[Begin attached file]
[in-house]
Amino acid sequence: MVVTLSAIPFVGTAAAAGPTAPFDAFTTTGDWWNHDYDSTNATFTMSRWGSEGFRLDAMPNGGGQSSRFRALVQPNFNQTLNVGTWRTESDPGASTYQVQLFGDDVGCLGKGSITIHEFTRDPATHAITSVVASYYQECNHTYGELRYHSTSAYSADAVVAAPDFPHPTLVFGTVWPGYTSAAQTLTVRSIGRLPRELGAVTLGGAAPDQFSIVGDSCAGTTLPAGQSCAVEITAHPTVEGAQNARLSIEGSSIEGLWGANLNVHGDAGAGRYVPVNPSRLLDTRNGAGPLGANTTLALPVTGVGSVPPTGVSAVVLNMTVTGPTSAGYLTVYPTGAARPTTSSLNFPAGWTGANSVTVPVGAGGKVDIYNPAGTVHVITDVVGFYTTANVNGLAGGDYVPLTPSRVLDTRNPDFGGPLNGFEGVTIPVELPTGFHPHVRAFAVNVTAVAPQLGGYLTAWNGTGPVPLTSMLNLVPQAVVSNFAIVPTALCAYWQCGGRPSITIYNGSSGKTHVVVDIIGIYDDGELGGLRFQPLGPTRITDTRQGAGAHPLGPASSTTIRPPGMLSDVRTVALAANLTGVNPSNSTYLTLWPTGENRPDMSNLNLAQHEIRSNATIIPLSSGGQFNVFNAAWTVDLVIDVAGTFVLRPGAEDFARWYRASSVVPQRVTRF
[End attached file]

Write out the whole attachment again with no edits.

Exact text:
[in-house]
Amino acid sequence: MVVTLSAIPFVGTAAAAGPTAPFDAFTTTGDWWNHDYDSTNATFTMSRWGSEGFRLDAMPNGGGQSSRFRALVQPNFNQTLNVGTWRTESDPGASTYQVQLFGDDVGCLGKGSITIHEFTRDPATHAITSVVASYYQECNHTYGELRYHSTSAYSADAVVAAPDFPHPTLVFGTVWPGYTSAAQTLTVRSIGRLPRELGAVTLGGAAPDQFSIVGDSCAGTTLPAGQSCAVEITAHPTVEGAQNARLSIEGSSIEGLWGANLNVHGDAGAGRYVPVNPSRLLDTRNGAGPLGANTTLALPVTGVGSVPPTGVSAVVLNMTVTGPTSAGYLTVYPTGAARPTTSSLNFPAGWTGANSVTVPVGAGGKVDIYNPAGTVHVITDVVGFYTTANVNGLAGGDYVPLTPSRVLDTRNPDFGGPLNGFEGVTIPVELPTGFHPHVRAFAVNVTAVAPQLGGYLTAWNGTGPVPLTSMLNLVPQAVVSNFAIVPTALCAYWQCGGRPSITIYNGSSGKTHVVVDIIGIYDDGELGGLRFQPLGPTRITDTRQGAGAHPLGPASSTTIRPPGMLSDVRTVALAANLTGVNPSNSTYLTLWPTGENRPDMSNLNLAQHEIRSNATIIPLSSGGQFNVFNAAWTVDLVIDVAGTFVLRPGAEDFARWYRASSVVPQRVTRF